The desktop PC, once a staple of workstations across the world, could be slowly phased out if new research is to be believed.


Despite remaining powerful and capable of performing most day-to-day tasks with ease, it is being left behind by devices that are much more suited to the third platform technologies that are taking over the IT world. These are social media, cloud computing, big data and mobile functionality.

What is causing the change?

Simply put, the modern workforce is not prepared to be restricted by a device that isn’t portable. While they still have a place in offices, they do not provide the mobile functionality that other devices, such as tablets, can now offer – without much of a sacrifice in processing power.

IDC found that this decline is already underway, and is set to continue throughout 2015. The firm’s Worldwide Quarterly PC Tracker expects the fall to be around 6.2 per cent for the rest of the year – the fourth straight year of decreasing sales.

According to IDC, there was brief spike in demand due to Microsoft dropping its support for Windows XP, facilitating the need for replacement systems. However, this soon returned to normal levels as the drive for smartphone and tablet replacements took over.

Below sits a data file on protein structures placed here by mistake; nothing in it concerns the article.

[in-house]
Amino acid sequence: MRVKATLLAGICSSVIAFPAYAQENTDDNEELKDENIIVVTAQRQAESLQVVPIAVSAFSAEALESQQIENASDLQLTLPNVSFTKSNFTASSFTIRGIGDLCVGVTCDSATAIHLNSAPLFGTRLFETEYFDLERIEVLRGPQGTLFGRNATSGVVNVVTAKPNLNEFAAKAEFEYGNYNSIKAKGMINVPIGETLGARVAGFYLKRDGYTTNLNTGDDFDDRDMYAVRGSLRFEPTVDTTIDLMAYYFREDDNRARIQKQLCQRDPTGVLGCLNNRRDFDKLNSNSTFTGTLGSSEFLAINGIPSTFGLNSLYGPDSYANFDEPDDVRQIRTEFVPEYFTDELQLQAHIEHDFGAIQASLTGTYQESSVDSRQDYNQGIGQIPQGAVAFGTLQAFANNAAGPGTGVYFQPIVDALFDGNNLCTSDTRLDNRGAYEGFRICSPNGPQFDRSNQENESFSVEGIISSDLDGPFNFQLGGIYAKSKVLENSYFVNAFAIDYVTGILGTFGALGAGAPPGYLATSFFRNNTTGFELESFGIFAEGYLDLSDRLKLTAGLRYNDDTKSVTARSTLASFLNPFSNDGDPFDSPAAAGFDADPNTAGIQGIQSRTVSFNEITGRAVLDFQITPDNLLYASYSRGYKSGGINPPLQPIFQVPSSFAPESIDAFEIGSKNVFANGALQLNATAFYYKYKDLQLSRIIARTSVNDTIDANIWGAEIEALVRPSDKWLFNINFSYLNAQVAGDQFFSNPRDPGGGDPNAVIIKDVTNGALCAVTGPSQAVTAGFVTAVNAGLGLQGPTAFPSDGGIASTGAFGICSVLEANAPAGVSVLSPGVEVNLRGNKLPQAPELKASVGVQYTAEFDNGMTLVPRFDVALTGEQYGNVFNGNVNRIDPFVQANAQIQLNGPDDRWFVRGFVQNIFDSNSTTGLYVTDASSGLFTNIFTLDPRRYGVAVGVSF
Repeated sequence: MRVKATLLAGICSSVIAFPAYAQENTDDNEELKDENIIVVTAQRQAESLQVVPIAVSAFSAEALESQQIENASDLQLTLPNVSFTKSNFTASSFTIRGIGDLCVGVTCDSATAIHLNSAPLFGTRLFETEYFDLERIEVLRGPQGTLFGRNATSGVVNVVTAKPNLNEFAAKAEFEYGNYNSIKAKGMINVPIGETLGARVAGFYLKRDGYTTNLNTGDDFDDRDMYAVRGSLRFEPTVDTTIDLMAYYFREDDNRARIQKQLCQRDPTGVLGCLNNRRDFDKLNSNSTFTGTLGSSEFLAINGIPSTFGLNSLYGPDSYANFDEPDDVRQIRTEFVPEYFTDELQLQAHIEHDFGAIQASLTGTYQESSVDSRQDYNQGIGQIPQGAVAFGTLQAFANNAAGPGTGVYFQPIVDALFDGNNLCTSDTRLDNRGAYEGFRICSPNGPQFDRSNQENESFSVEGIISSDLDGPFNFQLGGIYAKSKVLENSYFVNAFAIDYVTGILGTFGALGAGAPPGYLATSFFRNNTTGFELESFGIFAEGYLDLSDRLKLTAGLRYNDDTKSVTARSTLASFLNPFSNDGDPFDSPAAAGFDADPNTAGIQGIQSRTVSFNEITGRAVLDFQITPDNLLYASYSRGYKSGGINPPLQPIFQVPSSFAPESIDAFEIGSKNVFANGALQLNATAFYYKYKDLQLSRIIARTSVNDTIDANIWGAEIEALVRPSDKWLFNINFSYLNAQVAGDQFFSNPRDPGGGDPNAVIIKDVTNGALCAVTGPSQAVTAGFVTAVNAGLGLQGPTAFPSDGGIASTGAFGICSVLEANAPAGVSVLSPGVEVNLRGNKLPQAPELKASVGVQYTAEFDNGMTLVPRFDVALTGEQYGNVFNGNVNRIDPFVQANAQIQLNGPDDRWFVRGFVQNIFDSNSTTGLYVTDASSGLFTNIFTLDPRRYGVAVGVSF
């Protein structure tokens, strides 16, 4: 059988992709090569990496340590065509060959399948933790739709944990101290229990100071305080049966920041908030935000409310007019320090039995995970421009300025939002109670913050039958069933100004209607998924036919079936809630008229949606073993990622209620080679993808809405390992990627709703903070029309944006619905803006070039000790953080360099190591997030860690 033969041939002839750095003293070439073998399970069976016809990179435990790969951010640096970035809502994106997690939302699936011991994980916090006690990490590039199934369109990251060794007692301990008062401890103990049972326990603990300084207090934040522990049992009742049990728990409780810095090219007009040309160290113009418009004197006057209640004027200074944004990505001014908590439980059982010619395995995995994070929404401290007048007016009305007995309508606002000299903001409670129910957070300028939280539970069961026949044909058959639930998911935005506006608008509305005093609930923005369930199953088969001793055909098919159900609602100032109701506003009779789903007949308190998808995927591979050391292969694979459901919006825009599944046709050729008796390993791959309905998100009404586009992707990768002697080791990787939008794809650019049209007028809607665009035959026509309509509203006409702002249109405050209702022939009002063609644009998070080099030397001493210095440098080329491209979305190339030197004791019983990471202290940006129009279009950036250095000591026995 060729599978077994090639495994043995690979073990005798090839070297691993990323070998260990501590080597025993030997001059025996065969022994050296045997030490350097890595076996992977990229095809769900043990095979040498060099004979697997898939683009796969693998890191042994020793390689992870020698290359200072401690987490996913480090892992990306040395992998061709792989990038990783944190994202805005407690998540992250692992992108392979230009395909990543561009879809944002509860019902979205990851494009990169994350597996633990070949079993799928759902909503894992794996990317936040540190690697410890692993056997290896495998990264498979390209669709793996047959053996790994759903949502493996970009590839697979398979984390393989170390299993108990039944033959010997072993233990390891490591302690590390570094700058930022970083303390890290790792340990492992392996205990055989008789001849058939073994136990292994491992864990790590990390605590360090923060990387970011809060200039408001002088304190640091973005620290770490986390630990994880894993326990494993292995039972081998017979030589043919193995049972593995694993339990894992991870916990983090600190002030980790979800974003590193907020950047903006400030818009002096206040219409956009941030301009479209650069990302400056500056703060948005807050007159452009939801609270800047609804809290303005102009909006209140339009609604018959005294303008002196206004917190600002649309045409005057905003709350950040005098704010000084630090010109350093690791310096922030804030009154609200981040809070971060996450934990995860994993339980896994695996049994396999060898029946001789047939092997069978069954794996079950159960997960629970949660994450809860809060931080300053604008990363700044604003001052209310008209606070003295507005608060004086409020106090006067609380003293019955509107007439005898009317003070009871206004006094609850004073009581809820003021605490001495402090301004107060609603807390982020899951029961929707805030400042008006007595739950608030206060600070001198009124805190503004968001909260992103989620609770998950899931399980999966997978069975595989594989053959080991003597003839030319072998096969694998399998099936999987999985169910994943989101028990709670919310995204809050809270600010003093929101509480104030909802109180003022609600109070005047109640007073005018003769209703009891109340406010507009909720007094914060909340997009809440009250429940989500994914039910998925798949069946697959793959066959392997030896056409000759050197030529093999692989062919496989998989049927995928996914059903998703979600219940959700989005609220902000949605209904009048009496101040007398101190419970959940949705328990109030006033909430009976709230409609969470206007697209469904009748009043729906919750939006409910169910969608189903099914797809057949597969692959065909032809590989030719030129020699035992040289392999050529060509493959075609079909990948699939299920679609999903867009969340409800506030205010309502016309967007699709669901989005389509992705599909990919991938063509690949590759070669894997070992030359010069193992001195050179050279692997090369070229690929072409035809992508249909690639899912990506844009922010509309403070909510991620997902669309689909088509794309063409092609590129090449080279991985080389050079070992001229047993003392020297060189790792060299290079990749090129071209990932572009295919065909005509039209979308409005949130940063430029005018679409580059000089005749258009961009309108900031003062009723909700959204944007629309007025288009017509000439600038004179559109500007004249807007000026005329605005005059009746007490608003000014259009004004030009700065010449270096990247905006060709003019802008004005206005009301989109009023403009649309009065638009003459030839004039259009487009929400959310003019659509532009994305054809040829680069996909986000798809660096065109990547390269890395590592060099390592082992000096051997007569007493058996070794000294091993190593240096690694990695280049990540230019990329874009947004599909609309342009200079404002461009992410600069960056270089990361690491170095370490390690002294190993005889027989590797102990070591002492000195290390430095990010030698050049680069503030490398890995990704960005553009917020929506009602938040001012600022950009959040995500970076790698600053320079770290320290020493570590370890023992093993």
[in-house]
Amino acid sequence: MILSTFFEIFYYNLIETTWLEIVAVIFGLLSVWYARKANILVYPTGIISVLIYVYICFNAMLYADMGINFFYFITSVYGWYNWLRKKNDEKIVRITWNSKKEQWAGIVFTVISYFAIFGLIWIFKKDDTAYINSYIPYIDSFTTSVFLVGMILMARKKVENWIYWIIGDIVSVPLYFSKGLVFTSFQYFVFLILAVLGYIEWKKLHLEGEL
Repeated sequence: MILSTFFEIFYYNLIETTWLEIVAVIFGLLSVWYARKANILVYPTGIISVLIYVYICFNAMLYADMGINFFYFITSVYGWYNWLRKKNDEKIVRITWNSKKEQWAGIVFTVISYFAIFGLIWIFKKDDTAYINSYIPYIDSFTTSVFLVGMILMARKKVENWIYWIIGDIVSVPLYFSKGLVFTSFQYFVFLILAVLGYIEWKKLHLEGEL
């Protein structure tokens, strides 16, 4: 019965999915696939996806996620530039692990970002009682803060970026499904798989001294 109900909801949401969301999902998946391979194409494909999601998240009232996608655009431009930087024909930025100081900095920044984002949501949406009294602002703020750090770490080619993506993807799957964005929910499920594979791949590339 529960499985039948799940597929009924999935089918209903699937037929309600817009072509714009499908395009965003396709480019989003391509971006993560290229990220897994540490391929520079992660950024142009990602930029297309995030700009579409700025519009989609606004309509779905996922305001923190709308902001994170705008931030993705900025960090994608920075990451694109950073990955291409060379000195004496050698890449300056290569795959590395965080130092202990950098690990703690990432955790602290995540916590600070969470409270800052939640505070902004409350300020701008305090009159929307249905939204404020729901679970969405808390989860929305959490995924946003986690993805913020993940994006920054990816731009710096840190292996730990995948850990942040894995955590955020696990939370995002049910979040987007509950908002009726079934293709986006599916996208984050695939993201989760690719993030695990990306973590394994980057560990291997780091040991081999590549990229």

“Microsoft and PC vendors still need to convince users of the advantages of the new OS and new PCs, which will take some time,” said Vice President of Worldwide PC Trackers, Loren Loverde.

“In addition to educating clients, they’ll face tough competition from other devices, and weak spending in many regions. As a result, we see PC shipments stabilising in 2016, followed by limited growth for the next few years.”

As more companies direct their focus toward third platform technologies, it is likely this demand will continue to fall. However, only time will tell if they will be replaced completely in the workplace.